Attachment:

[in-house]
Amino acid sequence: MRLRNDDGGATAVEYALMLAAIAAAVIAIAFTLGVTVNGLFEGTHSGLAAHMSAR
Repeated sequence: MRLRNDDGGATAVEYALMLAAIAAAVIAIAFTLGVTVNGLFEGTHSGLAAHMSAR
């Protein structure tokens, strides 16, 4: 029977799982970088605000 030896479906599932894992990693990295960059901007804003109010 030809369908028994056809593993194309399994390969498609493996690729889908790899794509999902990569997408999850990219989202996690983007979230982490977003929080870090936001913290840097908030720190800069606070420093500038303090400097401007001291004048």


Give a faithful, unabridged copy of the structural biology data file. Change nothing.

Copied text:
[in-house]
Amino acid sequence: MRLRNDDGGATAVEYALMLAAIAAAVIAIAFTLGVTVNGLFEGTHSGLAAHMSAR
Repeated sequence: MRLRNDDGGATAVEYALMLAAIAAAVIAIAFTLGVTVNGLFEGTHSGLAAHMSAR
């Protein structure tokens, strides 16, 4: 029977799982970088605000 030896479906599932894992990693990295960059901007804003109010 030809369908028994056809593993194309399994390969498609493996690729889908790899794509999902990569997408999850990219989202996690983007979230982490977003929080870090936001913290840097908030720190800069606070420093500038303090400097401007001291004048």